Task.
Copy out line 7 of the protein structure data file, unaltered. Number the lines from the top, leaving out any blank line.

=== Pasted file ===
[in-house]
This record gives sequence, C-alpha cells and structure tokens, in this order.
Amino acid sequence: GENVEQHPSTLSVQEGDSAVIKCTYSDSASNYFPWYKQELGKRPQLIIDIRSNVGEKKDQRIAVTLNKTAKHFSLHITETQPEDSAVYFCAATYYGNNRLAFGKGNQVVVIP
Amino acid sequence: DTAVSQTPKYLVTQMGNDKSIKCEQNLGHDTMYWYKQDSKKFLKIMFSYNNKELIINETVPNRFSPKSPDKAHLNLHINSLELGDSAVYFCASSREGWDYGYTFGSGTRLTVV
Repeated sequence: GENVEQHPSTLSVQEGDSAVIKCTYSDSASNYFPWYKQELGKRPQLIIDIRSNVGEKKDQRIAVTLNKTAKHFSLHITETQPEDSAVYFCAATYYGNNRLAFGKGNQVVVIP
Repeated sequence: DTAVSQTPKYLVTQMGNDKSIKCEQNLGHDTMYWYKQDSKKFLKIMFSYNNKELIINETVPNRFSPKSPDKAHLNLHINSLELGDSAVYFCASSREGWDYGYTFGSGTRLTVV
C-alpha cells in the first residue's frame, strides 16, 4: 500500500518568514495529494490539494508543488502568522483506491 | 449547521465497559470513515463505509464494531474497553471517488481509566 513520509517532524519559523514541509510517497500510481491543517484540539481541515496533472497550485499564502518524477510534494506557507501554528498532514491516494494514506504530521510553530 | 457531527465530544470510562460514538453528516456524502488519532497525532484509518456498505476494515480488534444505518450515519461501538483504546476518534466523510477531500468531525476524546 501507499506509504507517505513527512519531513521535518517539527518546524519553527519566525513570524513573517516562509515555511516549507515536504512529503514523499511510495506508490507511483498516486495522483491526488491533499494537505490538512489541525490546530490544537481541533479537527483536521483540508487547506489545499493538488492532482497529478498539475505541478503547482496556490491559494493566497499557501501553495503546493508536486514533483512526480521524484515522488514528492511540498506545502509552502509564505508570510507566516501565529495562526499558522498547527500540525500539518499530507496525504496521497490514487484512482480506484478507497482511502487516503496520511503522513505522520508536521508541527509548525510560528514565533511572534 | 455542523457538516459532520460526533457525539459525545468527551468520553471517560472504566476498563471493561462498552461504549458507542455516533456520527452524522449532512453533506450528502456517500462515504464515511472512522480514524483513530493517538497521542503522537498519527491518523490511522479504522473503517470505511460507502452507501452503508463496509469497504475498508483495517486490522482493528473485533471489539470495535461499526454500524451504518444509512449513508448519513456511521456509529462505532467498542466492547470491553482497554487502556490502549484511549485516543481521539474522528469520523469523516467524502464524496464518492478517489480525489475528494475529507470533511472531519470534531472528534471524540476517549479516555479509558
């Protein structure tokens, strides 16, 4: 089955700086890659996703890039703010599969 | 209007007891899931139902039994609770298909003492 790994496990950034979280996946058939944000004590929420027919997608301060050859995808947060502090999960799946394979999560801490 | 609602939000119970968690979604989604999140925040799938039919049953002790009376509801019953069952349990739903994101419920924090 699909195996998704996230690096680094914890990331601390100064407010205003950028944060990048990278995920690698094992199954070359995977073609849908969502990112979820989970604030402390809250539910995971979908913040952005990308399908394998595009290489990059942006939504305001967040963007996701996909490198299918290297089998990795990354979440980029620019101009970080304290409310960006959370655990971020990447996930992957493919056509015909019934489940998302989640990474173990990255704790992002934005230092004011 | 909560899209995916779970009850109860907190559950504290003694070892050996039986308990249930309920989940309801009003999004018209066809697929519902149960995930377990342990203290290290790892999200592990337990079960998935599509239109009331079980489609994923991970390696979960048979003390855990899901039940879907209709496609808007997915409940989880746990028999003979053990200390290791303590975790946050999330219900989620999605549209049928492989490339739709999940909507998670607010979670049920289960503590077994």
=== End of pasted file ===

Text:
C-alpha cells in the first residue's frame, strides 16, 4: 500500500518568514495529494490539494508543488502568522483506491 | 449547521465497559470513515463505509464494531474497553471517488481509566 513520509517532524519559523514541509510517497500510481491543517484540539481541515496533472497550485499564502518524477510534494506557507501554528498532514491516494494514506504530521510553530 | 457531527465530544470510562460514538453528516456524502488519532497525532484509518456498505476494515480488534444505518450515519461501538483504546476518534466523510477531500468531525476524546 501507499506509504507517505513527512519531513521535518517539527518546524519553527519566525513570524513573517516562509515555511516549507515536504512529503514523499511510495506508490507511483498516486495522483491526488491533499494537505490538512489541525490546530490544537481541533479537527483536521483540508487547506489545499493538488492532482497529478498539475505541478503547482496556490491559494493566497499557501501553495503546493508536486514533483512526480521524484515522488514528492511540498506545502509552502509564505508570510507566516501565529495562526499558522498547527500540525500539518499530507496525504496521497490514487484512482480506484478507497482511502487516503496520511503522513505522520508536521508541527509548525510560528514565533511572534 | 455542523457538516459532520460526533457525539459525545468527551468520553471517560472504566476498563471493561462498552461504549458507542455516533456520527452524522449532512453533506450528502456517500462515504464515511472512522480514524483513530493517538497521542503522537498519527491518523490511522479504522473503517470505511460507502452507501452503508463496509469497504475498508483495517486490522482493528473485533471489539470495535461499526454500524451504518444509512449513508448519513456511521456509529462505532467498542466492547470491553482497554487502556490502549484511549485516543481521539474522528469520523469523516467524502464524496464518492478517489480525489475528494475529507470533511472531519470534531472528534471524540476517549479516555479509558